President Hoover’s slim chance at re-election probably ended with his heavy-handed treatment of the unemployed veterans who came to Washington seeking relief.
Washington, July 17
When Congress adjourned last midnight without having yielded to the demands of the more than 18,000 bonus-seekers assembled here many rumors that the veterans would resort to direct action were spread through the city. Earlier in the day the veterans had for a brief moment been in an ugly mood, and this led to the belief that they would get out of control as soon as they realized that Congress had quit without helping them. But apparently only the White House took these rumors seriously. Members of the House and Senate showed not the slightest concern as they left the capitol. Almost all the veterans had peacefully retired to their camps long before midnight. Only a handful remained to act upon the suggestion that the veterans transfer their picketing activities to the White House.
Hardly more than fifty of the veterans started for the White House, but the moment their approach was reported President Hoover issued orders to the police to close the gates of the grounds and to clear Pennsylvania Avenue and adjacent streets of all pedestrian and vehicular traffic. More than four hundred policemen were summoned to surround the Executive Mansion, all available police reserves were called to stations nearby, and officers who had just been relieved from duty were commanded to return to their posts. The demonstrators were quickly dispersed, three of their leaders being arrested. According to Inspector O.T. Davis of the metropolitan force, President Hoover had said that if the police could not clear the streets within a few minutes he would call out regular army troops. It would have been a rare spectacle indeed to see troops patroling Pennsylvania Avenue to protect the life of the President of the United States against a possible attack by a handful of weary, footsore, and bedraggled war veterans. Perhaps there was some danger of minor disorders in front of the White House, but in my judgment there was not the slightest possibility of any really serious trouble developing, for there is in these bonus-seekers no revolt, no fire, not even smoldering resentment; at most they are but an inchoate aggregation of frustrated men nursing a common grievance. However, the anxiety of the White House accurately reflected the increasing alarm with which high officials of the government have been viewing the presence of the bonus army — a feeling, it must be added, that a vast majority of the residents of Washington do not share.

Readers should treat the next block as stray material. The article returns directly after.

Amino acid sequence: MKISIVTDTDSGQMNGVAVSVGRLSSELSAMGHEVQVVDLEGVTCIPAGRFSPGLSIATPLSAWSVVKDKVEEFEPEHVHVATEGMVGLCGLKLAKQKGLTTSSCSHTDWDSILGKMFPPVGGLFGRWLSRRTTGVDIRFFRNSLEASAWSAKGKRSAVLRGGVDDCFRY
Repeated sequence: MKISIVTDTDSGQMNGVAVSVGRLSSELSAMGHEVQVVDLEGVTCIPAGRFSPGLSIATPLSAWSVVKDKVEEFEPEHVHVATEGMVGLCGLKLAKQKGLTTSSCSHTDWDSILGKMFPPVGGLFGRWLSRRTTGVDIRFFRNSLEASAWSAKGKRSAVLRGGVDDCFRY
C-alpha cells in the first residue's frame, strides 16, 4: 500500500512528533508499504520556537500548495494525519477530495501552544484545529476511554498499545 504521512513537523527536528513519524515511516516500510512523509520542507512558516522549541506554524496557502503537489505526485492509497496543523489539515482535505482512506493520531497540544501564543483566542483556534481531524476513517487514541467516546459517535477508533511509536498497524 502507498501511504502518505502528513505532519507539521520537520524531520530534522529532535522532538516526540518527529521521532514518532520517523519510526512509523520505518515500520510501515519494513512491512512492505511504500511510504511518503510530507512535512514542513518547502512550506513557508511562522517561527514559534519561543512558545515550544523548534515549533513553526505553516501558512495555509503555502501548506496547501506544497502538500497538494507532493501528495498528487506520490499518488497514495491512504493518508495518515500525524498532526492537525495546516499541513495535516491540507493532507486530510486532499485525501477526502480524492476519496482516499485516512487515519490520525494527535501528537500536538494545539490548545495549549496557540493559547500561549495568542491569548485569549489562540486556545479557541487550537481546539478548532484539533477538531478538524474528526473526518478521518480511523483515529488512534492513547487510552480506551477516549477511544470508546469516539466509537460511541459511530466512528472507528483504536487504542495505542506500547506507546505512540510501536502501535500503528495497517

For several days I have watched the veterans go about their business of petitioning Congress for an additional payment on their adjusted compensation certificates. A few days ago the Communist group marched peacefully, even meekly, down Pennsylvania Avenue toward the capitol. For several days the California contingent, including five to six hundred men, has been picketing the capitol building — their endless marching ceased only when Congress adjourned without having submitted to their silent demands. On Saturday a column of about a thousand veterans sought to break through a police line on the capitol plaza, but were quickly pacified by the officers on hand and by the persuasive tongue of Brigadier-General Pelham D. Glassford, superintendent of police. However, the veterans somehow felt that their last opportunity to frighten Congress into approving the bonus was rapidly slipping from them, and they remained in an angry mood for a few minutes. But further oratory from Glassford and from the self-appointed leaders of the Bonus Expeditionary Forces quickly changed the attitude of the veterans and converted the atmosphere of protest into that of a college football rally. So superficial, one might say, is their apparent revolt. Out in their camps they show even less spirit. Squalid, miserable, and unhealthful as these camps certainly are, life there offers more security and comforts than many of these men have known for months.